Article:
I’d like to react to an article alleging that the “Crab Mentality” of Filipinos is preventing them from uniting and failing to have elected representatives in Guam.
As I usually mentioned in my earlier articles, this alleged “crab mentality” is not considerably a factor in non-election of Fil-Ams in spite of the fact they represent 25% of the island’s population.
There are other reasons:
• Most qualified and well-meaning first-generation Fil-Ams are turned off by politics. They are more interested now in the field of economics and other business endeavors.
• There were first-generation Fil-Ams who became senators like Dr. Espaldon, etc, who represented their idealism and respectability. Fil-Ams usually won’t vote for those who are unqualified or just being “used.”
• Divisions of Fil-Ams are usually more pronounced during election time. Like any group, they split between and within party-lines. Just because the candidate is a Fil-Am, they are not obligated to vote for him or her. Fil-Am voters are choosy, too.
• More significantly, the recent approval of the Philippine new dual citizenship law further discourages Fil-Ams to hold elective positions because it will disqualify them for retaining their original citizenship. Usually, therefore, only subsequent descendants born here will run like the Lamorenas, Paltings, etc.
Some 50 years ago, there was only one organization—Filipino Community of Guam. As the Fil-Am population grows, smaller organizations continue to “mushroom” which by coincidence mirror the political/geographical subdivisions of their mother country.
To date, there are some 60 groups most of which are under the mother umbrella of the FCG. Imagine if there is just one big organization: whenever there will be meetings, coordination and control of thousands members will be hard to attain; and meetings will be long and unwieldy.
These smaller organizations, therefore, serve as control units and bonds to the mother organization. Only their officers are sent as representatives to regular FCG meetings. If more are founded, it’s but natural and this is a healthy sign because if enlivens their “barkadahan” spirit (brotherhood/sisterhood). Moreover, it’s just like “child-bearing” which is a natural consequence of growth. It shouldn’t be misconstrued as disunited or redundant.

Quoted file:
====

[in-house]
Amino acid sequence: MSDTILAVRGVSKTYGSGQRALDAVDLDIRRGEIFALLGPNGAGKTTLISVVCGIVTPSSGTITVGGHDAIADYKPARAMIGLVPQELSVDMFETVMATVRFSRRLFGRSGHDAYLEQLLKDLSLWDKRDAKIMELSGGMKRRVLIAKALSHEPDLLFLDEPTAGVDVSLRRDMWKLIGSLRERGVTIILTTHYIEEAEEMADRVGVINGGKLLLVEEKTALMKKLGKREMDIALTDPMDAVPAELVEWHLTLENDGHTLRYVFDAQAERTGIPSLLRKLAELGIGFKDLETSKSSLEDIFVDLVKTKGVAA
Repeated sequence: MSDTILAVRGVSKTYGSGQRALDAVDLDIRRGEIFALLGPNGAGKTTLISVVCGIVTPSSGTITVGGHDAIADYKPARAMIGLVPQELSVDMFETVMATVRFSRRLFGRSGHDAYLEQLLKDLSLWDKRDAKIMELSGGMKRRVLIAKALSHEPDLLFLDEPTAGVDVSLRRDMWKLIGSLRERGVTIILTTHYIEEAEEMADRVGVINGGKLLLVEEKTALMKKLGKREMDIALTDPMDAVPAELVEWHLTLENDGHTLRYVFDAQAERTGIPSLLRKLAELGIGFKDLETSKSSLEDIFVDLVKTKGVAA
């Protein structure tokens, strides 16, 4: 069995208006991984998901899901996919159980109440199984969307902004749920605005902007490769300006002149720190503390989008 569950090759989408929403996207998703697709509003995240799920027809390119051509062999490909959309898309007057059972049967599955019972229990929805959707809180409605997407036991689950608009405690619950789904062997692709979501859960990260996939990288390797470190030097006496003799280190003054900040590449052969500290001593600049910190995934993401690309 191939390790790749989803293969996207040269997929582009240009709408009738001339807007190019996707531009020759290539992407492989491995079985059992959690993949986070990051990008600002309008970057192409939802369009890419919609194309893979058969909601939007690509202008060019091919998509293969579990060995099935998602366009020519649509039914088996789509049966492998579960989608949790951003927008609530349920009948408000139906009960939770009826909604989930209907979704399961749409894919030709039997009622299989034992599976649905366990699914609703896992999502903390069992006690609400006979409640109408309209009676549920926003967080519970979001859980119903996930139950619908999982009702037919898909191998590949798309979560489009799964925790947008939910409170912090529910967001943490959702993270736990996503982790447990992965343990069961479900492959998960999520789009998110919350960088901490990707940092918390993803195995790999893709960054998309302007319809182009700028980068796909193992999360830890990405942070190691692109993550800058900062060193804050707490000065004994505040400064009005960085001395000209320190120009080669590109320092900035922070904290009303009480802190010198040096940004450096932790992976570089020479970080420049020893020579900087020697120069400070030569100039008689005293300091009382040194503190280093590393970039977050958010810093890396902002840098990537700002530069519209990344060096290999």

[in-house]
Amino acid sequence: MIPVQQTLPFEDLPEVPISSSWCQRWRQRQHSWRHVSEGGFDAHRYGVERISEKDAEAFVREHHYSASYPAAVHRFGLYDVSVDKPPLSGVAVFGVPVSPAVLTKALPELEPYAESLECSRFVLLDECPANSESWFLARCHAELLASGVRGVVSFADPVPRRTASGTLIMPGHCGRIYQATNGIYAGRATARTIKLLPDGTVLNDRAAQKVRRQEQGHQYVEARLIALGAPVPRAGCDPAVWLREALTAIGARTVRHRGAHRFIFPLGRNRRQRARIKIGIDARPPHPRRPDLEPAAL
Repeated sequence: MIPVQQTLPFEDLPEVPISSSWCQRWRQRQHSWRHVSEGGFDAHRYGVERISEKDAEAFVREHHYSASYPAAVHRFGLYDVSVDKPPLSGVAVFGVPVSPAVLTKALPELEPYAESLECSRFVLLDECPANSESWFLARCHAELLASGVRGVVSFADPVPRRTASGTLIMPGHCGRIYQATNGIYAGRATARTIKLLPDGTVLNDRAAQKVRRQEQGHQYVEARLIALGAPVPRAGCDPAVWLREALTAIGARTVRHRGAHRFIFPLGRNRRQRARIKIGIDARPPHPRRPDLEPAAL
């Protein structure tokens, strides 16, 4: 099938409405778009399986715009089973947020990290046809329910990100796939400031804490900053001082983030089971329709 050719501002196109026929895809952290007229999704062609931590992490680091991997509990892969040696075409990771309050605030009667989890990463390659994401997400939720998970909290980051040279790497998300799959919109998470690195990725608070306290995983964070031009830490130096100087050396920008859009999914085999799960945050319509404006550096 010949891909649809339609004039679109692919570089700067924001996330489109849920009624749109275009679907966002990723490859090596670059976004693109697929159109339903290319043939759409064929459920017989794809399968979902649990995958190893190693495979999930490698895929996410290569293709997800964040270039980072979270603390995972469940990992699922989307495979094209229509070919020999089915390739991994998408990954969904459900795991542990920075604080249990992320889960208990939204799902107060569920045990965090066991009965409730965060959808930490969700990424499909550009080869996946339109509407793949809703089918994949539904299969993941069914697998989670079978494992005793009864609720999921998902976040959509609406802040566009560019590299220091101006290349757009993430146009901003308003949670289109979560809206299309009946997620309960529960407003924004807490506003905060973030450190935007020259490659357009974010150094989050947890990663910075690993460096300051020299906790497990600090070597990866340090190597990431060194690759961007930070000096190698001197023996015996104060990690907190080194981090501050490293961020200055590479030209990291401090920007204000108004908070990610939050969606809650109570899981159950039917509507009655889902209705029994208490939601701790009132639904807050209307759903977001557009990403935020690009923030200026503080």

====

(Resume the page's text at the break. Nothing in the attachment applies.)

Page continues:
A negativist looks at a half-filled glass of water as half-empty; let’s see it as half-full.
One manifestation of their unity is during calamities when the FCG supported by these organizations, does fund-raising. Rather than the rule, petty quarrels are the exemptions.
If it exists, the “crab mentality” isn’t only true to the Filipinos but to most races in the world. It arises from humanity’s basic emotions of jealousy or envy. When Martha Stewart of Living Omnimedia Inc. was indicted by the FBI, it elicited a surprising response from her younger brother, Frank Kostyra: “If she goes to jail, it’ll be good to humble her.” Other races have their flaws, too.
Biologically, crabs are one of earth’s most cooperative creatures. They claw only when attacked, can’t move forward or upward but only sideways. When put in a pot, they can’t push up anyone which explains why they can’t get out. So, comparing both (men and crabs) is illogical and insulting, not to men, but perhaps, to the crabs.
As a reality check, visit the Philippines and feel the friendship and concern of the Filipinos among themselves. They’re the same in Guam. Personally, I enjoy their company; they don’t pull me down nor I do the same.
Concluding, there’s no perfect race.
Analogically, here’s a story of a man searching through the years for a perfect woman he’ll marry. At long last, he found her.
His father asked: “Now that you’ve met her, why are you sadder than before?”
“Dad”, his son replied, “she rejected me—she’s looking for the perfect man.”
(Lifted from the author’s book, “Fighting for a Cause and More.” (This article was first published in 2003.)